Anyone new to the world of barcodes is likely to be a bit non-plussed by all the jargon they hear banded about or written on the code themselves. To an untrained eye barcode labels are no more than a series of black and white lines and alphanumeric symbols that mysteriously identify products, hold data, and silently and almost invisibly hold the key to a company’s retail and stock taking processes. Here’s a few FAQ jargon questions answered:
Do I need EAN-13 or EAN-8?
This is of interest to UK and Europe. These are the barcode labels you will see listed in countries outside off America. EAN-13 is the default retail code, and in the same way, EAN-8 is the condensed format used on packaging where there is very little room available to place the barcode. To bring a product to market you register with GS-1.
What’s the difference between UPC-A and UPC-E?
You will find these type of barcode labels in America. A UPC code is essential when you want to bring your product to market. America has its own GS1 system called GS1-US. UPC-A is the default retail barcode like above, while UPC-E is a condensed format mainly used on packaging where limited space is available.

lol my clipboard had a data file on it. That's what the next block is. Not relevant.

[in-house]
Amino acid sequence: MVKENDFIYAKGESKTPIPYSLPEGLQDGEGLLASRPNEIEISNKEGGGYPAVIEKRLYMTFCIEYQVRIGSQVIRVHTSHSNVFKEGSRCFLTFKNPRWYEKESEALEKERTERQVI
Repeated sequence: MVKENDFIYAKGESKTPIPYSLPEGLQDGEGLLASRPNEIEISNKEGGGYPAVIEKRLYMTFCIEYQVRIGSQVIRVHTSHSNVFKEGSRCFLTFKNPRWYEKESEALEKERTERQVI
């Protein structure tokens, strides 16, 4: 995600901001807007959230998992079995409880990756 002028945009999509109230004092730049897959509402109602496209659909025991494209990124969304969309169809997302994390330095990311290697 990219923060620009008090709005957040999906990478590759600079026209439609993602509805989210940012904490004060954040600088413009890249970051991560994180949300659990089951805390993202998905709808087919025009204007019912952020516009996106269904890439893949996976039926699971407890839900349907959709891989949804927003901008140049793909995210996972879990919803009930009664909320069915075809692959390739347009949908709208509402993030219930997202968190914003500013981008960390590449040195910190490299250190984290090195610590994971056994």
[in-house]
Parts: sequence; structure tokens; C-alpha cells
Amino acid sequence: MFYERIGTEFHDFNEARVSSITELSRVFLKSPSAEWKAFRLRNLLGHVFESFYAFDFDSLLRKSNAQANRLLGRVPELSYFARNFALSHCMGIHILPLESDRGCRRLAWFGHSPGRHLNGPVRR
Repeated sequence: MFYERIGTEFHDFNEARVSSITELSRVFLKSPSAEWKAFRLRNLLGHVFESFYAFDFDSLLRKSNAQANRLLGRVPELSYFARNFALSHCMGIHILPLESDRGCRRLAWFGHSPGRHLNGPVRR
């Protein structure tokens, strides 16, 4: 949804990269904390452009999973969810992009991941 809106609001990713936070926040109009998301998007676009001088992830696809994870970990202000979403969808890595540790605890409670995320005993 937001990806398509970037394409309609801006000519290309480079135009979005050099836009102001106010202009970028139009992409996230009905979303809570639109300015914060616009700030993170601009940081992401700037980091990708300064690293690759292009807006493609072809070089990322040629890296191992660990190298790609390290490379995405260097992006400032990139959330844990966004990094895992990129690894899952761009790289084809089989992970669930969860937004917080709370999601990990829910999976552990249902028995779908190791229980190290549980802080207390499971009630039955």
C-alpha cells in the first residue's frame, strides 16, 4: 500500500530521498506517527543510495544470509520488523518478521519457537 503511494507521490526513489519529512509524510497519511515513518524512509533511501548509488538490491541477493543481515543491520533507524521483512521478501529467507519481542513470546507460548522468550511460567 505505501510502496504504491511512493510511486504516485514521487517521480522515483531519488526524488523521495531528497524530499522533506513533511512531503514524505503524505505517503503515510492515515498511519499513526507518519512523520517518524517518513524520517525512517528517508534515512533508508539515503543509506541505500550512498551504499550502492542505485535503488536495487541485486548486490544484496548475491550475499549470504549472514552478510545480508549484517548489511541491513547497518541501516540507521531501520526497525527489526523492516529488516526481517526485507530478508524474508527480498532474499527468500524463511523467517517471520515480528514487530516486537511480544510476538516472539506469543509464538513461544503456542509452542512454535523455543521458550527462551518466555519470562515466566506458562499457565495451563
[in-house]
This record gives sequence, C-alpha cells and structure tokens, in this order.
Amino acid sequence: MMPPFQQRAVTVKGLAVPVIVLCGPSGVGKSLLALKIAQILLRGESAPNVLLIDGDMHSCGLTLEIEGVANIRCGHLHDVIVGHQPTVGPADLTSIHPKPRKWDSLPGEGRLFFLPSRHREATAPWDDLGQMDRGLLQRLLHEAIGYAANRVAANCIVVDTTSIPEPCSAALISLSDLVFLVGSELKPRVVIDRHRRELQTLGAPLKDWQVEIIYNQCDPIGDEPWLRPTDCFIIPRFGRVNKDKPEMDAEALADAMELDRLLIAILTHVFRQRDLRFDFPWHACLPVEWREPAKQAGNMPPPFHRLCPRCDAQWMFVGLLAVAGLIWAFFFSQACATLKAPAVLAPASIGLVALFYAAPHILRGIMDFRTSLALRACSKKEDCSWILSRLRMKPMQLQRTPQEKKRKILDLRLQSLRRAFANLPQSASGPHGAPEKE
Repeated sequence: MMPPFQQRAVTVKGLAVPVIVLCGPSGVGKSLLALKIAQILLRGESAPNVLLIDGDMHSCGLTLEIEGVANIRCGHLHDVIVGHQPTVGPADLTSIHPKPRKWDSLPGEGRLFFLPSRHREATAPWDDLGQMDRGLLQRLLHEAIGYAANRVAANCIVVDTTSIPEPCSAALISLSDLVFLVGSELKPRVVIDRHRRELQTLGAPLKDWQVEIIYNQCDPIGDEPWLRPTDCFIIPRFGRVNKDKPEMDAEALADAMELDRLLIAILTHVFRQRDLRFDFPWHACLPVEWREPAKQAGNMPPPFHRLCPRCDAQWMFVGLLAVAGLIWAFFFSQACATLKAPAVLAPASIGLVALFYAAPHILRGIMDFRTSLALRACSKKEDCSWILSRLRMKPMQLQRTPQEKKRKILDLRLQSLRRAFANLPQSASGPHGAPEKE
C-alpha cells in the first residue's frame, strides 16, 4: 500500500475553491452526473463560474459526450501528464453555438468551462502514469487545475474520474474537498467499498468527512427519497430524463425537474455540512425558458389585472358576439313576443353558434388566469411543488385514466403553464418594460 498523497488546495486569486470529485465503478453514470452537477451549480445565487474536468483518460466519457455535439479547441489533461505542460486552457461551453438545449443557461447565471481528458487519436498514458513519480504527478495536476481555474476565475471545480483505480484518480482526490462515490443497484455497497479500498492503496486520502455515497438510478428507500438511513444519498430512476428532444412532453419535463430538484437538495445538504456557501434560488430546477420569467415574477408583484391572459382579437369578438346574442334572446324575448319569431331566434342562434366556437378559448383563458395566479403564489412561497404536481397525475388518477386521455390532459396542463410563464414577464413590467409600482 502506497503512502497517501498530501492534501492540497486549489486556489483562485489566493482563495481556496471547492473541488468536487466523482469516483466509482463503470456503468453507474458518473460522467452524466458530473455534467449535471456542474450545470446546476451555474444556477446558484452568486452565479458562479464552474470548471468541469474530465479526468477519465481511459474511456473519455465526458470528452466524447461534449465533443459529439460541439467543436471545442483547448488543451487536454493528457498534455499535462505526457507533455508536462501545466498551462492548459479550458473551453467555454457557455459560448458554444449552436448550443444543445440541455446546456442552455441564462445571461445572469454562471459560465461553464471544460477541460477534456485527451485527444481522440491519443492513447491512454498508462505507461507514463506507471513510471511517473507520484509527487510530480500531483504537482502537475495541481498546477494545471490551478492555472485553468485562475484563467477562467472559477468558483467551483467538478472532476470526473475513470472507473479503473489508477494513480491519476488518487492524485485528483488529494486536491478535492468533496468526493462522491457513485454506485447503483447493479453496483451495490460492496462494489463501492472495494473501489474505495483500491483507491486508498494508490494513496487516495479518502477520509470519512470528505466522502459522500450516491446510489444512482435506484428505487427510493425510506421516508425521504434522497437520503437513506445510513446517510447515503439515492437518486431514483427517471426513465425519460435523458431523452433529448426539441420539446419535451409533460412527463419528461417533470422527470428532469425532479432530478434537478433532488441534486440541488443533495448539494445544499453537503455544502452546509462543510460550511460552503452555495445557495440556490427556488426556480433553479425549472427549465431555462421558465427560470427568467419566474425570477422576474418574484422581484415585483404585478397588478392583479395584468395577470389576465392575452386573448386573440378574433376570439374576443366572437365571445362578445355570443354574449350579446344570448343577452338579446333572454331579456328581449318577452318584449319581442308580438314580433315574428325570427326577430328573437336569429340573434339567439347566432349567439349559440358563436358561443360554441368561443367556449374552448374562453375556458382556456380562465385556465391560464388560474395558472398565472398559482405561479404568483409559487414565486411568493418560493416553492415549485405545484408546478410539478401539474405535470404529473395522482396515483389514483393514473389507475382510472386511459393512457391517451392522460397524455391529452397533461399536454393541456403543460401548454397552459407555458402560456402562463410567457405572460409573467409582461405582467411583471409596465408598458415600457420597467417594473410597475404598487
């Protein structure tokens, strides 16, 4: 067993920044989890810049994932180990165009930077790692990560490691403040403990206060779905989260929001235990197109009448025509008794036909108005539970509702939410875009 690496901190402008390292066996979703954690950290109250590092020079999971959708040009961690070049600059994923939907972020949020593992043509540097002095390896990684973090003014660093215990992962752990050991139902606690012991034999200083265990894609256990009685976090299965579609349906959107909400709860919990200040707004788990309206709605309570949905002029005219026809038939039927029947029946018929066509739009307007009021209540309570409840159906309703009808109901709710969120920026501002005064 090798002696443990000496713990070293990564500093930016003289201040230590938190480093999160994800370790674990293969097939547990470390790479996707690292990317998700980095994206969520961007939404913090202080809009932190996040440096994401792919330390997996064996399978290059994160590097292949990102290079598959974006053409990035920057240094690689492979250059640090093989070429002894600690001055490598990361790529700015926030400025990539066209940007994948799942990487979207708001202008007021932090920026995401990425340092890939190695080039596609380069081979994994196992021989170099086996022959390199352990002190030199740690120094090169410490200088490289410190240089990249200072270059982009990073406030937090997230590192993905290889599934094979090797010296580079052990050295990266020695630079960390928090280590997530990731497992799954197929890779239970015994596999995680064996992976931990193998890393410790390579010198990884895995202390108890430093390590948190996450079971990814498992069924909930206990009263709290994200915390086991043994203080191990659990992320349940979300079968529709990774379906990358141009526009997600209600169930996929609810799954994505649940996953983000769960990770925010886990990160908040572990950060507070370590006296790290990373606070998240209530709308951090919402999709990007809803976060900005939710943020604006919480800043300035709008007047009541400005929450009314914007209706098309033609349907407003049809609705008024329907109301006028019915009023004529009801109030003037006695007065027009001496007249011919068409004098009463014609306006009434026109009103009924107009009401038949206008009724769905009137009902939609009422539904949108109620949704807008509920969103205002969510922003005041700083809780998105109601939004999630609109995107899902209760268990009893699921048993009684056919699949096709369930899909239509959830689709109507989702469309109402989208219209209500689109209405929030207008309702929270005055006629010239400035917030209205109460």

What is code 128?
This barcode format, code 128 it can hold any character in the ASCII 128 character set. Therefore, it contains, letters, numbers and punctuation marks. The beauty of this code is it allows you to store large amounts of diversified information. Because it is compact in its coding it is used where there is little room to place the label.
So what is code 39?
With code 39 you can use numeric symbols and upper-case letters. This code is not as compact as code 128 so it is best used on products and parcels where you have generous space to place a barcode.
What’s the difference between 2d and 1d barcodes?
The 1d barcode labels are the traditional barcodes and is the barcode you will see on products in shops and in retail. They are sometimes called “linear” and need a barcode scanner to read them. They are used primarily in stores for stock-taking and the retail process. Also known as “dotmatrix” a 2d barcode uses dots to store data rather than the black and white bars of the 1d code. Used on mobile phones, magazine ads, and business cards and by consumers in the retail process to access direct information about a product they are read by an imaging device such as a camera.
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